Wednesday, November 30, 2016

Clumsy kiddo? Try PT for Balance Training!

Lately I have been evaluating a ton of kiddos who parents say their biggest concern is their child's clumsiness. These kids tend to trip over their own feet, stumble over surface changes, and have difficulty going up and down the stairs safely. While poor balance can be seen in children with diagnoses such as cerebral palsy and Down syndrome, it can also present itself without an official diagnoses.

What many parents don't know is that physical therapy can help with balance training! PT isn't just for children with developmental delays - as Physical Therapists, we are trained to improve or restore mobility, and balance training is one of our expertises!

Earlier this year, Fong et al published a study and found that a specific functional movement–power training program was effective in the enhancement of balance strategies and neuromuscular performance in children with developmental coordination disorder (DCD). It also appears to be effective as a stand-alone intervention designed to improve balance strategies, postural stability, and leg muscle performance. Even if your child does not have a diagnosis of DCD, these exercises can still be taught to your kiddo to help them improve their balance!

Here are the functional movement exercises from that study that you can use with your kiddos who are having trouble balancing:

- Standing balance on a stability trainer! My personal favorite is the dynadisc, but you can also use a BOSU or a rocker board as well. This will help to train bipedal static balance and proprioception. Have them throw and catch a ball or reach for objects around them for a dynamic challenge!

- One-leg balance on the ground! As simple as this exercise is, single leg balance helps to train unilateral static balance and proprioception. When we walk, we spend 40% of the time in swing phase, which means that we are only on one foot during this time, which makes working on single leg balance important for our daily mobility! Once they have mastered this, progress to one-leg balance on a stability trainer.

- Walk along a straight line with heels raised to train dynamic balance and coordination! Progress to heel-to-toe walk along a straight line to facilitate dynamic coordinated muscle contractions in the limbs and trunk.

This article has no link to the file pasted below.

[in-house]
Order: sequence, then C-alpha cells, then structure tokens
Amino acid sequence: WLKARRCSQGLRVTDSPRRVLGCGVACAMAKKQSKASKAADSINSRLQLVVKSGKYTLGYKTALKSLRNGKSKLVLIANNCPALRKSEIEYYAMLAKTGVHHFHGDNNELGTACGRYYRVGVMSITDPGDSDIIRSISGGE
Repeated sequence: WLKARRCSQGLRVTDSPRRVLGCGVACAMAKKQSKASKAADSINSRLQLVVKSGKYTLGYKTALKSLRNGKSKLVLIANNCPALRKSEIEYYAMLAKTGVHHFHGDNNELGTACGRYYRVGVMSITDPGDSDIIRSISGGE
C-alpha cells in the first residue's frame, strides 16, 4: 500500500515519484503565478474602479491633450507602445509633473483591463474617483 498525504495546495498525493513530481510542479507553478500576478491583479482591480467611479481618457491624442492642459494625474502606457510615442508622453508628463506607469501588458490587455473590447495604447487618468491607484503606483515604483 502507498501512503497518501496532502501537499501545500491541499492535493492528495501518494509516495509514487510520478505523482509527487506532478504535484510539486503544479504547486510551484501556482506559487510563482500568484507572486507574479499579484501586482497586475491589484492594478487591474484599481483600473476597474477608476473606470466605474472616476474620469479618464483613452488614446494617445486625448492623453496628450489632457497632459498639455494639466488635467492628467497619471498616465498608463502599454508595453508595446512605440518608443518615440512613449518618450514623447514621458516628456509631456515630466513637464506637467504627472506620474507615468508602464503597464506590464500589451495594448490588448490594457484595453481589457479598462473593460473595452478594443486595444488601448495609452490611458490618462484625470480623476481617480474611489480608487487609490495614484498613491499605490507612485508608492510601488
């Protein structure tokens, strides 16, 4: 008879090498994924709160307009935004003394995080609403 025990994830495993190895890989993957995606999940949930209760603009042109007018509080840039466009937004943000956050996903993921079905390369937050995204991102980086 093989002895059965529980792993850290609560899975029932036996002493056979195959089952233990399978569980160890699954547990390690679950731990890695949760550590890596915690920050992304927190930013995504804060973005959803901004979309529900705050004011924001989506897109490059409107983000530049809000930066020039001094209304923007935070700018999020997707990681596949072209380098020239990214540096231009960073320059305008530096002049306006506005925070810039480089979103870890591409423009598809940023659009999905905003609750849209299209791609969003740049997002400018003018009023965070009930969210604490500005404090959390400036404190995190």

- Double-leg jump forward! Jumping helps to train dynamic balance and coordination. Progress to single-leg hop forward - aka HOPSCOTCH! This also will help to strengthen the hip and knee extensors and calf muscles. 

- Walk and balance a ball on a plate simultaneously - you can have them play waiter/waitress! This exercises helps to train dynamic balance and coordination!


These next sets of exercises are part of the power training program. Have them perform 4 sets of 10 of each of these exercises to improve lower limb muscle strength, power, and contraction speed.

- Squats! You can have them hold onto heavier objects and toys as they progress to make an added strength challenge.

- Hip flexion in supported standing! Have them pretend that they are marching like a soldier. You can use ankle weights or a Theraband for an added strength challenge. Have them unsupported for an added balance challenge! 

- Knee extension in sitting! Just like the hip flexion exercise, you can also use ankle weight or a Theraband for an added strength challenge. To make this exercise more fun, you can have them kick a ball or a balloon!

- Hamstring curls while lying on their stomach, using ankle weights or a Theraband!

- Ankle dorsiflexion! My favorite way to do this exercise is have them sitting on the floor and cue them to "bring their toes towards their nose" while pulling the Theraband.

- Seated calf raises! If this is too easy, have them perform it in standing! Unsupported standing will also be an added balance challenge.